I recently had to spend four hours in a busy hospital waiting room. I’d been to this place before and knew I was going to be there awhile, so I came prepared, bringing not one but two books (children’s books, but still). What I found interesting was this particular waiting room offered no reading material of its own, nor was anyone in it besides me reading anything that wasn’t a phone*. But surely I can’t be the only person who brings their own material anymore. So what do you bring to waiting rooms?

(*This is not entirely true; there was another woman who was reading a book of undetermined religious material (I did not want to stare too much, but I never quite determined what it was about, other than God). I suppose a waiting room is a good place as any to exercise your desire to get to know God. It’s one of the places where you might need Him/Her the most.)**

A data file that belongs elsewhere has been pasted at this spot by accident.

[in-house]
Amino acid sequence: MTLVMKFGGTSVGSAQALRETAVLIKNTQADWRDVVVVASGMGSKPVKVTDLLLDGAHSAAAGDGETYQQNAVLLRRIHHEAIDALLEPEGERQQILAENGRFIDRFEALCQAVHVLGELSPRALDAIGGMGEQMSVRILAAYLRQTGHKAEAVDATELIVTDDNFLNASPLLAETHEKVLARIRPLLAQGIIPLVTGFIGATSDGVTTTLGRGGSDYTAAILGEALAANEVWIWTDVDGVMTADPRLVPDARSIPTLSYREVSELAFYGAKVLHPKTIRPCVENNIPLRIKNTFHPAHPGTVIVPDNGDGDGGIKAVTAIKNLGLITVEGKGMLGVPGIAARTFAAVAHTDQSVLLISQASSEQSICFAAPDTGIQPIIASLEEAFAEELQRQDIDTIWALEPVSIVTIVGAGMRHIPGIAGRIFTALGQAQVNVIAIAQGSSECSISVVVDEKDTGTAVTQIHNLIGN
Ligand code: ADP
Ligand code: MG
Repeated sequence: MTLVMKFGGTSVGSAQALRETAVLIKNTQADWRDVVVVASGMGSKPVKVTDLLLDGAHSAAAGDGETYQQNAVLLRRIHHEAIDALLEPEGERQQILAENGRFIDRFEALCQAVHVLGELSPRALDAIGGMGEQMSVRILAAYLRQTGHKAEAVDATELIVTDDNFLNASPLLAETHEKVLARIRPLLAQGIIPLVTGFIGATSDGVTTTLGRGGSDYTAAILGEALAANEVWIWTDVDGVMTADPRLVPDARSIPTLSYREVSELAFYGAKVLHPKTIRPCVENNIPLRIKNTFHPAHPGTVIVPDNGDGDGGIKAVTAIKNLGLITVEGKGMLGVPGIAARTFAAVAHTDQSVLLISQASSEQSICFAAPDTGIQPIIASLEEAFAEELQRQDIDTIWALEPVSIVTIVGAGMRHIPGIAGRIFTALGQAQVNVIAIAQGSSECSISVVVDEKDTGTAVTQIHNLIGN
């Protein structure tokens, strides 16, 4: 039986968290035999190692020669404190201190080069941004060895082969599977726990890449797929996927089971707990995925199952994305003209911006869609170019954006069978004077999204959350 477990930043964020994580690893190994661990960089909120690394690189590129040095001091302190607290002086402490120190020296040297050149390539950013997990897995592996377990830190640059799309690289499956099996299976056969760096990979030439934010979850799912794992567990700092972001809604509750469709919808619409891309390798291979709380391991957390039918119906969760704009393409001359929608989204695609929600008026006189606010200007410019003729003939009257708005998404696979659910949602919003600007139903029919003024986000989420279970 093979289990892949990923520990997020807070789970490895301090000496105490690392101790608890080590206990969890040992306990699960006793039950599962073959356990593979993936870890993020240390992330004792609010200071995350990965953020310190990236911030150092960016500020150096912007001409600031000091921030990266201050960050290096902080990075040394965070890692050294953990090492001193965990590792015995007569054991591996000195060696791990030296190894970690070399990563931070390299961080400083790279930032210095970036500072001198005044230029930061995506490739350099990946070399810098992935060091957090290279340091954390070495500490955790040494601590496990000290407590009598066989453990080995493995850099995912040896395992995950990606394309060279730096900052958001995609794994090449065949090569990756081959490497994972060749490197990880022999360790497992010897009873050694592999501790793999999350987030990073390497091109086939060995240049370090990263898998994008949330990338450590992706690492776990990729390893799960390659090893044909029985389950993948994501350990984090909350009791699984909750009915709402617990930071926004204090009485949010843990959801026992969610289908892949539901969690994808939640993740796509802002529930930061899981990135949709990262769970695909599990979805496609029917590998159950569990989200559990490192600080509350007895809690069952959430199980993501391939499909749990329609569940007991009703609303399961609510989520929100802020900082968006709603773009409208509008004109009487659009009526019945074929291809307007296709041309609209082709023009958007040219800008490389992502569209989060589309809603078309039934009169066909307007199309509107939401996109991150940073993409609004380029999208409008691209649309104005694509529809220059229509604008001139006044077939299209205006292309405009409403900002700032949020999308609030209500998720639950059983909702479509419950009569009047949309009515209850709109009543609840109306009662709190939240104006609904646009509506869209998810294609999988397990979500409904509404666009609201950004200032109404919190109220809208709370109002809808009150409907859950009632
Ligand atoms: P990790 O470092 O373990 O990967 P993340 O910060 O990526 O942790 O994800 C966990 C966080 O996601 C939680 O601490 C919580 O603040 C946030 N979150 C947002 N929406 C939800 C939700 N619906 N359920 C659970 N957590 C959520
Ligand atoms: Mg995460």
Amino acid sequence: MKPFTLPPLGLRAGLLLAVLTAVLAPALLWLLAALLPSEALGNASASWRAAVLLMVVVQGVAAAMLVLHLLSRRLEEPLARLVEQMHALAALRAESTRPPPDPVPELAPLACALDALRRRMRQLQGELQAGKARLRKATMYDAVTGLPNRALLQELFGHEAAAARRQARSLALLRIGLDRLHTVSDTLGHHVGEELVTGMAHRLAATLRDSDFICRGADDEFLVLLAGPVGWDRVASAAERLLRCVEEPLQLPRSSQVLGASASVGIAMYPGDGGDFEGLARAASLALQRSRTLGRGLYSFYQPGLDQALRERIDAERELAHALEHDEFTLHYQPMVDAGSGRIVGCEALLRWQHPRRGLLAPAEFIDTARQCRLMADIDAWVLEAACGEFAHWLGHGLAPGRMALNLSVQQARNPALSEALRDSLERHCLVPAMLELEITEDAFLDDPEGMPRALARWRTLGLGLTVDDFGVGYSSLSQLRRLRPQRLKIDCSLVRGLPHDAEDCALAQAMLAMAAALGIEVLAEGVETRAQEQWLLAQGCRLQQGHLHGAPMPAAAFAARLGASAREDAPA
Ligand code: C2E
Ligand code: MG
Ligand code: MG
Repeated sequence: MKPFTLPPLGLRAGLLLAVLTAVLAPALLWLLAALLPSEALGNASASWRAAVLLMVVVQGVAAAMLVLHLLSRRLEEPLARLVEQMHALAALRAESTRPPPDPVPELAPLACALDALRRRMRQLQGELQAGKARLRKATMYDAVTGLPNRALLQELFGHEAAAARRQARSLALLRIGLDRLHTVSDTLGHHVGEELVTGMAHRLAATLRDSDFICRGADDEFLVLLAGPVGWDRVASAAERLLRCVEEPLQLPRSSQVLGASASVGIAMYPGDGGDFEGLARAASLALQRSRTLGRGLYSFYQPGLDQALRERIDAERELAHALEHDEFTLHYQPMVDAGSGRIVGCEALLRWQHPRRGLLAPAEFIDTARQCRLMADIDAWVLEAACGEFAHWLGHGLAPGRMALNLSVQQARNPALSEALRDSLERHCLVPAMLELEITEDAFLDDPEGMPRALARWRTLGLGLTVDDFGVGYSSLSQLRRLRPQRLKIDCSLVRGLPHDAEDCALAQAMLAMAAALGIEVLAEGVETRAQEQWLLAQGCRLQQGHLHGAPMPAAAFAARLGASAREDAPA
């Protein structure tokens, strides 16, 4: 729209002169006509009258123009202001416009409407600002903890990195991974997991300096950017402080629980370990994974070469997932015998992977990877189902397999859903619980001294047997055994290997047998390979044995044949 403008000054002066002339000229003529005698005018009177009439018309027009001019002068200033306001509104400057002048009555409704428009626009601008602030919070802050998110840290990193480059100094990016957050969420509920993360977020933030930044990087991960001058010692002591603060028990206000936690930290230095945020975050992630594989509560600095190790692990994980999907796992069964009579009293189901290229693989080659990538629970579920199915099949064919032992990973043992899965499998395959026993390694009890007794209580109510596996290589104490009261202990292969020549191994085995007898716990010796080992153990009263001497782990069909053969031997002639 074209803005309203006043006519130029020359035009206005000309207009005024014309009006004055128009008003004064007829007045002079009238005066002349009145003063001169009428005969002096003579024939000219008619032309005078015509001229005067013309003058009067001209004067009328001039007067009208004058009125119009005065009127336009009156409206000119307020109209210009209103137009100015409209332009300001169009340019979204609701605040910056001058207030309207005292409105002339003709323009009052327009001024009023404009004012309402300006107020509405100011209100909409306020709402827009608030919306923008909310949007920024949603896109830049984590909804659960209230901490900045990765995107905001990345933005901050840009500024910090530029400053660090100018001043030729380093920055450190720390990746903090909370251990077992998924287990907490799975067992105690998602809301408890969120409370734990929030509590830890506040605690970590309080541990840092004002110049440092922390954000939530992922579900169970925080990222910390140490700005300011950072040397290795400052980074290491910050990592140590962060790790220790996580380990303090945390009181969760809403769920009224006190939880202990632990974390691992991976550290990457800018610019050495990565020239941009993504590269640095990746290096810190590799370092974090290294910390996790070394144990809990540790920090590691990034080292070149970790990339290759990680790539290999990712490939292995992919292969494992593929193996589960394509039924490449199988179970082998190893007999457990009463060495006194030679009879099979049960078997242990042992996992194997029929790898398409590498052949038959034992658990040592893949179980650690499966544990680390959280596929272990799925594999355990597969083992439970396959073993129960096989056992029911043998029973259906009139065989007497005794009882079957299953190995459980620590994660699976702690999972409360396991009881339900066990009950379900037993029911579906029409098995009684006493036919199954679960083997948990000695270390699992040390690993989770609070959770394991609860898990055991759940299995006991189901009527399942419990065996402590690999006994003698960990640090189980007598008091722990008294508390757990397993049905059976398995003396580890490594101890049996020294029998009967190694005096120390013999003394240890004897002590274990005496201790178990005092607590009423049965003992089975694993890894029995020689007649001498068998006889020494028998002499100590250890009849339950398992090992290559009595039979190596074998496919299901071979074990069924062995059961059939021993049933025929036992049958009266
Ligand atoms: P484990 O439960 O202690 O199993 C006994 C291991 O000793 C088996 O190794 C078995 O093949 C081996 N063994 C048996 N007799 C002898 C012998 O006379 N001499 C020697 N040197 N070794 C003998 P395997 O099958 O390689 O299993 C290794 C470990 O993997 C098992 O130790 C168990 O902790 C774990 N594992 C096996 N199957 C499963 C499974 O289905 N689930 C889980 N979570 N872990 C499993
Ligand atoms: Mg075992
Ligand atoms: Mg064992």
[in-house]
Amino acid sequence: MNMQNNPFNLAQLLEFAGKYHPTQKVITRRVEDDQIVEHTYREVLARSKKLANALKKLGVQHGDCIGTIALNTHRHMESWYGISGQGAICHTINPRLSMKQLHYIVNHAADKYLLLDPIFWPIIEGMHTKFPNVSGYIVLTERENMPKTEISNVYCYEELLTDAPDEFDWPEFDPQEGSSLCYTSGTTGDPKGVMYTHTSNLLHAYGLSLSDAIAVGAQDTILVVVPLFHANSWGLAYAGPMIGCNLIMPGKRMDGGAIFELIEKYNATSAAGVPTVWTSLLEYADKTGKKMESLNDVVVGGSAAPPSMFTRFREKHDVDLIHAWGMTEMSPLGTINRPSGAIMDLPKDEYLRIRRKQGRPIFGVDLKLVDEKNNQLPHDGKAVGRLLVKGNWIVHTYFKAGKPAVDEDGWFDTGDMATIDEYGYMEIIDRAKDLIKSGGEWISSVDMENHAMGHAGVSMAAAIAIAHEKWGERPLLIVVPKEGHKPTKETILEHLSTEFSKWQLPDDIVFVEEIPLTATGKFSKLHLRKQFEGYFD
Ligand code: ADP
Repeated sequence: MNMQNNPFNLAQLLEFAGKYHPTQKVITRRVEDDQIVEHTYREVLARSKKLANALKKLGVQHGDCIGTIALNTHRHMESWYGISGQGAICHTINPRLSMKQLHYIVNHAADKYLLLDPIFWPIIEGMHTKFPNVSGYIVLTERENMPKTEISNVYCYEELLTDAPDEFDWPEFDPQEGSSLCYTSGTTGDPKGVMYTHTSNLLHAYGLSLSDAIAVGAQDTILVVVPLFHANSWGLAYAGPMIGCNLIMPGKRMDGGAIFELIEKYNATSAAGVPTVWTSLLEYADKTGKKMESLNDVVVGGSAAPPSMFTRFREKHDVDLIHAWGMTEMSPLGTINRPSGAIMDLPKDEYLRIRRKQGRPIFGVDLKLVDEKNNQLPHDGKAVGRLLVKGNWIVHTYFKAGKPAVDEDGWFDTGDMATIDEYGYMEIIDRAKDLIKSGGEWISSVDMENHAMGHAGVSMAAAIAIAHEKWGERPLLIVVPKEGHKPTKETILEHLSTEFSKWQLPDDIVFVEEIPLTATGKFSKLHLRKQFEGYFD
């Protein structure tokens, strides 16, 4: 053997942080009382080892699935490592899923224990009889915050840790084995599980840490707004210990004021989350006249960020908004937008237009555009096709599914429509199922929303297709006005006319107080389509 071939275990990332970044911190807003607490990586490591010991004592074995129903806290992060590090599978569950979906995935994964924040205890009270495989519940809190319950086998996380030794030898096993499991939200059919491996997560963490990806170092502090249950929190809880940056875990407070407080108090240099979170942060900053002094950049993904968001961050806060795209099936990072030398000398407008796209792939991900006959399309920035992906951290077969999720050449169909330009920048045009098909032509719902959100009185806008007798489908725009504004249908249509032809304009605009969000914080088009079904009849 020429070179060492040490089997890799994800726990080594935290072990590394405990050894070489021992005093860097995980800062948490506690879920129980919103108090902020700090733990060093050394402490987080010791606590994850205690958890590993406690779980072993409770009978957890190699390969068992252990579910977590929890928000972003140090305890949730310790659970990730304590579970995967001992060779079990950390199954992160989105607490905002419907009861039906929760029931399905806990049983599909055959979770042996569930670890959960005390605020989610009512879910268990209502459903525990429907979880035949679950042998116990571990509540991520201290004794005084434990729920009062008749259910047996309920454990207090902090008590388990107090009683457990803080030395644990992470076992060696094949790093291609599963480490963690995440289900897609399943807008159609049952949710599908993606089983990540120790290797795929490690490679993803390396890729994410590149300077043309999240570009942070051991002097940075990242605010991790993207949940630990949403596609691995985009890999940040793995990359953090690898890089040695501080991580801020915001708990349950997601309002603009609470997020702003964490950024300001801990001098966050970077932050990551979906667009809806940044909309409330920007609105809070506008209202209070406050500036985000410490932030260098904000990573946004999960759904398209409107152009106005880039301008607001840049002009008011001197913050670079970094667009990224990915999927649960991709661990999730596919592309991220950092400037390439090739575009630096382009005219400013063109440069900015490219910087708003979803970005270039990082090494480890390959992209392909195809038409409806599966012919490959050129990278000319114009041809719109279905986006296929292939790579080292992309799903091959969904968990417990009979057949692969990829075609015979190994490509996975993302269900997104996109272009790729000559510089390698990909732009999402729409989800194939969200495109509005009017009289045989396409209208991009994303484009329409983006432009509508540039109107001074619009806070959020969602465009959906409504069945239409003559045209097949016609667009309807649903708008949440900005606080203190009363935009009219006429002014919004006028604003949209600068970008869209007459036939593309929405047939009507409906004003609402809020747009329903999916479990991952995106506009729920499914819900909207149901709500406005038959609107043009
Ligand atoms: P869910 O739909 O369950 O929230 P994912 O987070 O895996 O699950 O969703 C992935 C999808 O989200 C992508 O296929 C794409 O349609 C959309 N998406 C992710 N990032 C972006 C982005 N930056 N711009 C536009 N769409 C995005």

(**I, too, was getting to know God, through a Judy Blume book, but more on that later.)

My last visit to this particular hospital, when I was not anticipating such a long wait, I mistakenly brought a book I was more than halfway through. Admittedly, I’m a speedy reader, but it was still frustrating when I finished it and still had plenty of time to kill. So my rules for reading are: something new and something I won’t be (A) too engrossed in that I can’t hear my name called, and (B) something I won’t be too upset to put down when I’m inevitably called. After all, that’s the purpose of waiting room magazines, isn’t it? They cater a bit to modern day ADD culture, but it’s a necessary sort of thing, since you’ll have to be getting up and going at some point.

Advertisements